The Applicability of Therapeutic Recreation to Post-Disaster Lives: The Leisure and Well-Being Model Perspective


  • Shintaro Kono Southern Illinois University Carbondale
  • Susan Burton Wilson N. Jones Regional Medical Center



Culture, disaster, Japanese, Japanese-Americans, Leisure and Well-Being Model, therapeutic recreation


Disasters cause myriad physical, psychological, and social problems among survivors around the world. Although therapeutic recreation (TR) is theoretically important for survivors, few have supported this by using empirical data. This study examines the applicability of one of the leading TR models, the leisure and well-being model (LWM), to post-disaster life contexts. To this end, we re-analyzed qualitative, interview data from nine Japanese/Japanese American Katrina survivors living in New Orleans and 16 Japanese survivors of the Great East Japan Earthquake and Tsunami. Our findings based on thematic analysis suggested that each of the five leisure enhancement mechanisms specified in the LWM—savoring, gratification, authenticity, mindfulness, and virtuousness— were pertinent to survivors’ post-disaster experiences. Our results also show specific conditions under which these mechanisms can be particularly therapeutic. However, we also found parts of the model do not fit potentially due to cultural differences. Both theoretical and practical implications are discussed.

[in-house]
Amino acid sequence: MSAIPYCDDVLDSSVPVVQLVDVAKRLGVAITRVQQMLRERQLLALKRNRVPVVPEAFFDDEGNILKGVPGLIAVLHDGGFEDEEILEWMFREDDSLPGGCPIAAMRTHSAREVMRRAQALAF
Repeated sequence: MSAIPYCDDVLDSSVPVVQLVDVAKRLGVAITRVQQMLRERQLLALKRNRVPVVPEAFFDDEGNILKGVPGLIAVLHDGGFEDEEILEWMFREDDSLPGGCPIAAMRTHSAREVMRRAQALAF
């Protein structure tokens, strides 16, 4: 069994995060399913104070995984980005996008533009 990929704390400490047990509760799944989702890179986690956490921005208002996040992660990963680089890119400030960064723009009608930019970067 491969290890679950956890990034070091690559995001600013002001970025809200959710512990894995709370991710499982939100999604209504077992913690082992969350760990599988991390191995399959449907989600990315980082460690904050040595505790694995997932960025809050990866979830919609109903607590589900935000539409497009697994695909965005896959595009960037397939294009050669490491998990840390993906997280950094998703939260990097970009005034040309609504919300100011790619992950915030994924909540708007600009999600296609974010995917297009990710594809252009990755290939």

Subscribe to TRJ

Author Biographies

Shintaro Kono, Southern Illinois University Carbondale

Assistant Professor in the Department of Public Health and Recreation Professions

Susan Burton, Wilson N. Jones Regional Medical Center

Recreation Therapist, Behavioral Health Unit, Wilson N. Jones Regional Medical Center, Sherman, TX





Research Papers